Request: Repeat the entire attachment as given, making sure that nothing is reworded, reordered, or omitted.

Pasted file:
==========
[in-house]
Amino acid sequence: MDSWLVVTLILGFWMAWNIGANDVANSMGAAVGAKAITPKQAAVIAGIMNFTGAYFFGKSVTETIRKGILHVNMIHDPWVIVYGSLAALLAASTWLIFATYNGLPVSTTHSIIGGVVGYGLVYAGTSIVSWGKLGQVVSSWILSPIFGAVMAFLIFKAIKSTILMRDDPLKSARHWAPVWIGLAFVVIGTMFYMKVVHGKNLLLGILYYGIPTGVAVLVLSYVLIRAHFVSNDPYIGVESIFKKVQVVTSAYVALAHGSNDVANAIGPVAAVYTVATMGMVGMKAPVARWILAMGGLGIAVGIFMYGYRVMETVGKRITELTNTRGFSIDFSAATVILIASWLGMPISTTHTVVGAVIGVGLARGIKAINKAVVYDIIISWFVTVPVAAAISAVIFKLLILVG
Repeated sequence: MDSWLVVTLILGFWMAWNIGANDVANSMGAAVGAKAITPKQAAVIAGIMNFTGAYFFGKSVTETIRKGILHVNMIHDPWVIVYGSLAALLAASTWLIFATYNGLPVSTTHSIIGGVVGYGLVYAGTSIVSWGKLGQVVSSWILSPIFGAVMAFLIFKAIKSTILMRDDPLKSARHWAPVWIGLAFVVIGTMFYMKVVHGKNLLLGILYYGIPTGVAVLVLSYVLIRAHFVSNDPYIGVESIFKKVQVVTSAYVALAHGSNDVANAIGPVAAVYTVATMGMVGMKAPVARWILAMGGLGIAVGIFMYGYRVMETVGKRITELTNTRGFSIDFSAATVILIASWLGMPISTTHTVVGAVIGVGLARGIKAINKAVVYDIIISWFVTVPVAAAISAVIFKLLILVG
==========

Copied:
[in-house]
Amino acid sequence: MDSWLVVTLILGFWMAWNIGANDVANSMGAAVGAKAITPKQAAVIAGIMNFTGAYFFGKSVTETIRKGILHVNMIHDPWVIVYGSLAALLAASTWLIFATYNGLPVSTTHSIIGGVVGYGLVYAGTSIVSWGKLGQVVSSWILSPIFGAVMAFLIFKAIKSTILMRDDPLKSARHWAPVWIGLAFVVIGTMFYMKVVHGKNLLLGILYYGIPTGVAVLVLSYVLIRAHFVSNDPYIGVESIFKKVQVVTSAYVALAHGSNDVANAIGPVAAVYTVATMGMVGMKAPVARWILAMGGLGIAVGIFMYGYRVMETVGKRITELTNTRGFSIDFSAATVILIASWLGMPISTTHTVVGAVIGVGLARGIKAINKAVVYDIIISWFVTVPVAAAISAVIFKLLILVG
Repeated sequence: MDSWLVVTLILGFWMAWNIGANDVANSMGAAVGAKAITPKQAAVIAGIMNFTGAYFFGKSVTETIRKGILHVNMIHDPWVIVYGSLAALLAASTWLIFATYNGLPVSTTHSIIGGVVGYGLVYAGTSIVSWGKLGQVVSSWILSPIFGAVMAFLIFKAIKSTILMRDDPLKSARHWAPVWIGLAFVVIGTMFYMKVVHGKNLLLGILYYGIPTGVAVLVLSYVLIRAHFVSNDPYIGVESIFKKVQVVTSAYVALAHGSNDVANAIGPVAAVYTVATMGMVGMKAPVARWILAMGGLGIAVGIFMYGYRVMETVGKRITELTNTRGFSIDFSAATVILIASWLGMPISTTHTVVGAVIGVGLARGIKAINKAVVYDIIISWFVTVPVAAAISAVIFKLLILVG